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Issue #133 - September 2006

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Birth of an Epic

By Cheryl Morgan

One of the favorite catch phrases of the entertainment business is "more like this". So when a new movie does well, Hollywood is suddenly clamoring for more like it. And when a new author becomes popular, publishers want more like what he writes. Right now UK publishers seem quite keen on getting more like the works of George Martin and Steven Erikson. That means fat fantasy novels with large casts and a fair amount of blood and gore. Gollancz weighed in a few months ago with Tom Lloyd’s Stormcaller. Now it is Orbit’s turn, with Winterbirth by Brian Ruckley.

The book begins slightly cheesily with the Thermopylae-like moment, but it soon becomes obvious that these are not brave Spartans protecting their home from conquest; they are religious fundamentalists sacrificing their own (already Saved) lives so that their fellow believers can flee to safety. Not that these defenders of a pass are any less brave or willing to give up their lives for their friends, but they do so in order that their cult can hide itself away, grow, and one day come back in impose its beliefs on the rest of the world in blood and fire.

"Winterbirth" is the name of a mid-winter festival as well as the name of the book. It is over 150 years since the cultists of the Black Road were expelled from civilized lands. The people of the Glas Valley have perhaps gotten soft and over-fond of festivals in that time. In addition most of their fighting men are away in the south, quelling a rebellion at the bequest of their overlord. The true believers have not gotten soft. And the people of the Glas Valley won’t be soft for much longer, if only because most of them won’t be alive.

So far, so much a mediaeval tale. There are feuding lordlings, there are castles, there are religious fanatics trained for battle. What makes Winterbirth a fantasy? Well to start with there are the elves.

Well, OK, they are not called elves, they are called kyrinin, but elves they are. They have that fine-featured look, they live in the woods, they are very good with arrows, and so on. They also have a fair bit in common with Native Americans in terms of living in tents, and having a warrior-culture, and being divided into tribes named after animals, which makes them rather more believable elves than most.

The one thing the elves, sorry kyrinin, don’t have is magic. That is the sole provenance of the na’kyrim — human-kyrinin halfbreeds. There used to be a lot of them, but rather unwisely they used their powers to dominate both humans and kyrinin. Now there are a lot less of them, most of them hide away in remote places for safety, and they have a lot less magic. Every so often, however, genetics will throw up something interesting, and that is how the Black Road came to the Glas Valley.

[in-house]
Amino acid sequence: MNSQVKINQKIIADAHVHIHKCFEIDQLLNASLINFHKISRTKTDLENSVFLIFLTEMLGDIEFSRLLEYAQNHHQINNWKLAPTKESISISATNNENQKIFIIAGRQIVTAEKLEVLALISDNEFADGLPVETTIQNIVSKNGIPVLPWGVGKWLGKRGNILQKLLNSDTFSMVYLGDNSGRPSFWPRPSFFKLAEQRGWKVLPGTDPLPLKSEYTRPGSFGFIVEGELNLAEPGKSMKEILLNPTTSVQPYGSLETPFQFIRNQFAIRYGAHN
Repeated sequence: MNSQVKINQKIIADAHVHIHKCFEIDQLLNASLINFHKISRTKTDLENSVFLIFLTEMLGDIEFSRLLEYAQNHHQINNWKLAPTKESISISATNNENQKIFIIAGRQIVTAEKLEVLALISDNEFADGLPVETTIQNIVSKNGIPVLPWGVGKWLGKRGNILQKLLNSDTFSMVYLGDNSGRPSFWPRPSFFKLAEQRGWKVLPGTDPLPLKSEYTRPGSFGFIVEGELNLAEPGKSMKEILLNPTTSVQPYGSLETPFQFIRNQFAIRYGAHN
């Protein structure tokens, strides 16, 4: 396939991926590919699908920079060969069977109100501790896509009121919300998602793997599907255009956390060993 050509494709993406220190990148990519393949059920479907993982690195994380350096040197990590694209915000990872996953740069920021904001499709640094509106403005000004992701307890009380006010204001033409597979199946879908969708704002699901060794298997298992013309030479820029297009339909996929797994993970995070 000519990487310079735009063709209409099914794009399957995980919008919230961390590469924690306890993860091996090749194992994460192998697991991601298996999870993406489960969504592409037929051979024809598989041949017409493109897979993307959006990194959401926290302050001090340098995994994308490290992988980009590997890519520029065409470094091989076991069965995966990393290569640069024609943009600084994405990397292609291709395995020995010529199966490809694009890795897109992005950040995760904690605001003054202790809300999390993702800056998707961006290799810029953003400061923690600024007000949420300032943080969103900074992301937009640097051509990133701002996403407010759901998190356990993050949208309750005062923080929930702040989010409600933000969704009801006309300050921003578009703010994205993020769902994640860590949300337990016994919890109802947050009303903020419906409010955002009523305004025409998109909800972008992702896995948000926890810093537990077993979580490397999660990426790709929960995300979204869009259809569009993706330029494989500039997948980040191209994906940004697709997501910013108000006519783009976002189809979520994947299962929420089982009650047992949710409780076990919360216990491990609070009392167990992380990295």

So, on the one side standard pseudo-mediaeval humans, complete with spunky young lordling, and on the other religious nutters, elves and an evil sorcerer. Oh, and lots of difficult-to-pronounce names full of apostrophes. It shouldn’t work, but it does.

The first thing that Ruckley gets right is his politics. The racism between the human and kyrinin is very believable and evidenced on both sides. Their joint detestation of the na’kyrim is also entirely believable, and has the inevitable consequences. Better still, both sides feud between themselves as much if not more than they fight each other. The Lannis clan (or "blood" as Ruckley has it) hate their Haig blood overlords as much, if not more than they hate the kryinin. The Fox tribe and the White Owl tribe would be merrily slaughtering each other were it not for the human settlements in between their lands. And the fanatics of the Black Road, as all good fanatics do, hate everyone.

Ruckley is also reasonably good with his characters. A lot of them are easily recognizable as stock figures out of the fantasy formula, but their personalities are more than one-dimensional and they behave as if motivated by thoughts and feelings rather than by the needs of the author to drive the plot. Even when the bad guys do stupid things, it is because of pride and arrogance that has been established rather than because the Evil Overlord always does daft things.

The military side is OK. Ruckley doesn’t have Erikson’s talent for strategy, but his hand-to-hand combat is well done. In particular, no one has Conan-like abilities. People keep getting injured and have to live with those injuries afterwards. Soldiers in armies get tired and hungry and fall sick. This is all good stuff.

The plot does take a little while to get going. It is also fairly predictable if you have read enough books of this type. But then if the author has done a good job of giving his character convincing motivations you should, to some extent, be able to predict what will happen. My only real complaint was the point where the elite Black Road soldiers proved about as good with crossbows as Imperial Stormtroopers are with their blasters.

I don’t think that Ruckley is quite star quality yet. He doesn’t have the magnificent characters of George Martin, the wonderful combination of utter bleakness and humor of Steven Erikson, or the strong philosophical background of R. Scott Bakker. But he has produced a very solid first novel in an interesting, if not terribly innovative, world. There are, of course, two more books to come, and there is plenty of potential material left hanging for Ruckley to develop. If you are into big, bloodthirsty fantasy sagas, this one is well worth checking out.

Winterbirth - Brian Ruckley - Orbit - publisher's proof

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Emerald City - copyright Cheryl Morgan - cheryl@emcit.com
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